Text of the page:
I don’t know if you heard, but there’s a new Zelda out.
Last week, after an achingly long lead-up, The Legend of Zelda: Breath of the Wild was released. The game’s review scores were through the roof, being awarded more perfect scores than metacritic has seen for any other game, including one from HeyPoorPlayer. Many people are hailing it as one of the greatest Zelda games ever made, and, contrary to what some may think, I’m not here to dispute its greatness. Having not played the game, I’m not exactly in a position to do that. What I can do, however, is learn from history.
To say that I was involved in the Zelda fanbase would be a bit of an understatement; I got my start in games journalism through a popular Zelda fansite and, as such, know that series of games and the people who love them inside and out. Obviously, any group of people is complex, but, as a generalization, the Zelda fanbase has something of a hype issue.
The series’ pedigree, long development times, and variety have bred a vicious cycle of anticipation, payoff, and subsequent reevaluation. If you’ll recall, Skyward Sword released to a very similar amount of fanfare. IGN and Famitsu did, after all, give it a perfect ten. The praise was effusive, but look where that game sits now. Though it has a handful of high-profile defenders, general opinion has turned. Ask any Zelda fan what they believe the worst of the 3D titles to be and, nine times out of ten, they will quickly voice their distaste for Skyward Sword.
It would be easy to chalk this early praise up to a few reviewers overexcited by their advanced copies if not for a user poll IGN conducted that, no joke, determined that Skyward Sword was a better Zelda game than the previously unimpeachable Ocarina of Time. You can check it out here and, given the current climate surrounding that game, it makes for some hilarious viewing. Where were the complaints about linearity, where was the whinging about filler content? In addition, just as it was not merely attributable to reviewers, this process is also not unique to Skyward Sword. Just ask its older brother, Twilight Princess. Though it was hailed upon launch as the quintessential Zelda title, an amalgamation of all of the things that made its predecessors great, Zelda fans also experienced a change of heart after a couple of years. Where Skyward Sword was under fire primary for a lack of freedom and tadtones, Twilight Princess found itself accused of being too dark, with a barren overworld that failed to encourage adventure. The latter’s criticism was at its zenith around the time of the former’s release, and was ended only when it was overtaken by hatred for the younger game.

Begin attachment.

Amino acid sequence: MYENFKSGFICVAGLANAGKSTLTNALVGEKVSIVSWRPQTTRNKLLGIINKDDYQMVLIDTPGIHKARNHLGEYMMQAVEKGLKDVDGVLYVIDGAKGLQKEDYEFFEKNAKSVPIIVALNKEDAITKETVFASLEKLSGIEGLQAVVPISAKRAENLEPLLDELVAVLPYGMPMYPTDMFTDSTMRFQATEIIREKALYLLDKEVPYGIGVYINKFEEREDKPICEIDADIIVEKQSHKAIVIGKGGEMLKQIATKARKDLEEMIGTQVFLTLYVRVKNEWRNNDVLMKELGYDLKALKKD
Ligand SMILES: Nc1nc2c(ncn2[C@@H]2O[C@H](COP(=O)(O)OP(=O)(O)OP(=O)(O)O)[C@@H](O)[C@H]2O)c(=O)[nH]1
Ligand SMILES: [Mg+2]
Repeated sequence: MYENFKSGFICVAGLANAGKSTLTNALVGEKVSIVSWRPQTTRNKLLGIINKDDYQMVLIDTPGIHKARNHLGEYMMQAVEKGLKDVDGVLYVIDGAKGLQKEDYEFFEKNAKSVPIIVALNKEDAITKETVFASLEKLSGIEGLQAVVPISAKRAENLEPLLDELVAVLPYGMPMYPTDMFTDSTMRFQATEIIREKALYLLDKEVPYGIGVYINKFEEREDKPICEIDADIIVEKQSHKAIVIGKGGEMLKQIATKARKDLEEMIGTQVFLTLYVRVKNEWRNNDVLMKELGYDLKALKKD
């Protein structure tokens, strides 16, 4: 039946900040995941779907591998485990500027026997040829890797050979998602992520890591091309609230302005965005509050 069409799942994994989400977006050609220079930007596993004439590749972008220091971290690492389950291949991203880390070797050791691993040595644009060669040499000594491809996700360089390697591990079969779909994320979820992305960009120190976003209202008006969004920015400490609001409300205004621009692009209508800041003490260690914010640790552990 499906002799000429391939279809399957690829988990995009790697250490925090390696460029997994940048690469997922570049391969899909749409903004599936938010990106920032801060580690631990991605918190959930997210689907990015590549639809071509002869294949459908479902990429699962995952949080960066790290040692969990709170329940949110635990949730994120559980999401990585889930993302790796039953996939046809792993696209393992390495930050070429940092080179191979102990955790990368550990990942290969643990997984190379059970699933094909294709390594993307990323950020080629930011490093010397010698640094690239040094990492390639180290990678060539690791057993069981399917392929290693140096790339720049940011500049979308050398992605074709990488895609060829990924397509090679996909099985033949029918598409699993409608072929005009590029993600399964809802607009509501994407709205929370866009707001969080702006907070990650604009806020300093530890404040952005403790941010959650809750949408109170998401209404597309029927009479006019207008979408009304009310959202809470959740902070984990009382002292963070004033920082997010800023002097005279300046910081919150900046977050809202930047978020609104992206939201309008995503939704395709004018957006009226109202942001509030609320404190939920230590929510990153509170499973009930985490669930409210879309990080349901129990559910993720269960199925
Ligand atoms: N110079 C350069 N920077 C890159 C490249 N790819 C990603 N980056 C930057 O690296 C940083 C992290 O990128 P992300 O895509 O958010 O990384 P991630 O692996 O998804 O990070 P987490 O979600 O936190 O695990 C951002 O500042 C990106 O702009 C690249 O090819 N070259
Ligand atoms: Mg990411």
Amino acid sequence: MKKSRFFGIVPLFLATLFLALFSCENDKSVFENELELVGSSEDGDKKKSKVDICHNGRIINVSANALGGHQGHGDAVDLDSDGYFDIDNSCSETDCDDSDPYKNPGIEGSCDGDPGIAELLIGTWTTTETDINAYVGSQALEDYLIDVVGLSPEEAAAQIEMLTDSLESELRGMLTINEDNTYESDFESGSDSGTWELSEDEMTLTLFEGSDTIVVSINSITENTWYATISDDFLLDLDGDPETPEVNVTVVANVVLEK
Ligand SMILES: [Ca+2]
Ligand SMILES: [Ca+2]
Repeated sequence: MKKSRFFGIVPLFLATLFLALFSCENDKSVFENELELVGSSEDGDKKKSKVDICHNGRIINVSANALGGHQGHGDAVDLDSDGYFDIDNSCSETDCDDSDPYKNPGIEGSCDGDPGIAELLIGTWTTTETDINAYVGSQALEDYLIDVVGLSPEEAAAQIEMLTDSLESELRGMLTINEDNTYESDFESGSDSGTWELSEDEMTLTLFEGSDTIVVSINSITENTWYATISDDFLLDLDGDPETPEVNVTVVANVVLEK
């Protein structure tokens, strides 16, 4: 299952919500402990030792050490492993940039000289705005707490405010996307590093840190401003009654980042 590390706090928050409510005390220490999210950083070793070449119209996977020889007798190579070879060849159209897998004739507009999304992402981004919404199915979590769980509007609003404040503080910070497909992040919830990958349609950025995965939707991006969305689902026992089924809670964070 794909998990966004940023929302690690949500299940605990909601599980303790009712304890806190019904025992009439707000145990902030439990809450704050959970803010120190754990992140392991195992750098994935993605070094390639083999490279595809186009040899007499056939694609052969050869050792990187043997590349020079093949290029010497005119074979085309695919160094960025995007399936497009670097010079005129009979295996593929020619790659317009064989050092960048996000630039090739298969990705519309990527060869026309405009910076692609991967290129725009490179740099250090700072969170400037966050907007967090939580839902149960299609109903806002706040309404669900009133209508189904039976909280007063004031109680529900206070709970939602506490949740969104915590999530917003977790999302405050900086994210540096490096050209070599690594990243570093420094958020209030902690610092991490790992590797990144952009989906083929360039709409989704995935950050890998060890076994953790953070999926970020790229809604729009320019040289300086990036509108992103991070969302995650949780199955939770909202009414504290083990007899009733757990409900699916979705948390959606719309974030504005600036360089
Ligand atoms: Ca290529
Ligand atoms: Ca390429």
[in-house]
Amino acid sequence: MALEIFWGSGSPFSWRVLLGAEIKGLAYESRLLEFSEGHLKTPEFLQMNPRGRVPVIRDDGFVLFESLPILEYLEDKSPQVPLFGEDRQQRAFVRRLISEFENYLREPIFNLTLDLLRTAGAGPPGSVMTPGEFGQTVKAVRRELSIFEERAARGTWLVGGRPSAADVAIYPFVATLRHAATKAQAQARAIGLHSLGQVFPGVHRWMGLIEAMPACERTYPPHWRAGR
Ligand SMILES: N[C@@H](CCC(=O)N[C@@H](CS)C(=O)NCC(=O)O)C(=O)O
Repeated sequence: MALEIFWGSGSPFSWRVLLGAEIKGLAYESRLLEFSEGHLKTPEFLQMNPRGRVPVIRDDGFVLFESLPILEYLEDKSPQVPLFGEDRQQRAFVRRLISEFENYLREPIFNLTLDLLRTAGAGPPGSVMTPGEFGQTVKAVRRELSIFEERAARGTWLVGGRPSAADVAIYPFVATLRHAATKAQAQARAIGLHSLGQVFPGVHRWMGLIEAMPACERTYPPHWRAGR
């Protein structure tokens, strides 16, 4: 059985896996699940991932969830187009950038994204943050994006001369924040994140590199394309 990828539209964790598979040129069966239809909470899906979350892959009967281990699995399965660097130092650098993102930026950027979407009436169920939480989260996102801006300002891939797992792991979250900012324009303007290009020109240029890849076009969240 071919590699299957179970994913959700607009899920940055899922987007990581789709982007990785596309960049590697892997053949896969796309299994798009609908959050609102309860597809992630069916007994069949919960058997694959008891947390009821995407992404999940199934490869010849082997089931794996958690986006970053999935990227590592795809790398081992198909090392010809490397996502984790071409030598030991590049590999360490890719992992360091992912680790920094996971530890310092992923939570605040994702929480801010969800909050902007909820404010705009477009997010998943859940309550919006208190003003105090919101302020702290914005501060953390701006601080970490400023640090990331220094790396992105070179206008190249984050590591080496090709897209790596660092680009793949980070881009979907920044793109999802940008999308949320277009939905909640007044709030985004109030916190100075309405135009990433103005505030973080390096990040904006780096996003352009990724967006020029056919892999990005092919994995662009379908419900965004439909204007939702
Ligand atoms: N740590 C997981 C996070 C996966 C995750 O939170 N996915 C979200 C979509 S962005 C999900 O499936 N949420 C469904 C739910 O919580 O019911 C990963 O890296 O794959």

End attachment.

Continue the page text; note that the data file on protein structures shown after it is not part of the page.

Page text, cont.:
One can’t help but get the sense that this cycle of anticipation, acclaim, and subsequent abhorrence is driven by an almost hipster-esque tendency to despise what’s loved and love what’s despised. The fact that the Zelda fanbase is one of the largest among classic series only exacerbates the problem; just as it’s easy to get caught up in a zeitgeist of admiration when a game is released, it’s also easy to get caught up in a zeitgeist of hatred after the game is launched. When a fanbase is as involved as that of Zelda’s, strong arguments from either side can spread like a wildfire.
I’m not making a comment of any kind in regards to the quality of Breath of the Wild, but the hype is hard to deny and important to consider. Who knows? In four years, maybe Skyward Sword will be as venerated as Twilight Princess is now and Breath of the Wild will be in a similar position to Skyward Sword. Though this is a bit of a stretch given what each game represents in terms of the series’ progression, it’s just something to think about. This cycle never changes the game’s quality or how well it resonates with any given person, but it does mean that public opinion may not be the best indicator of either of those things. Take those perfect scores with a grain of salt.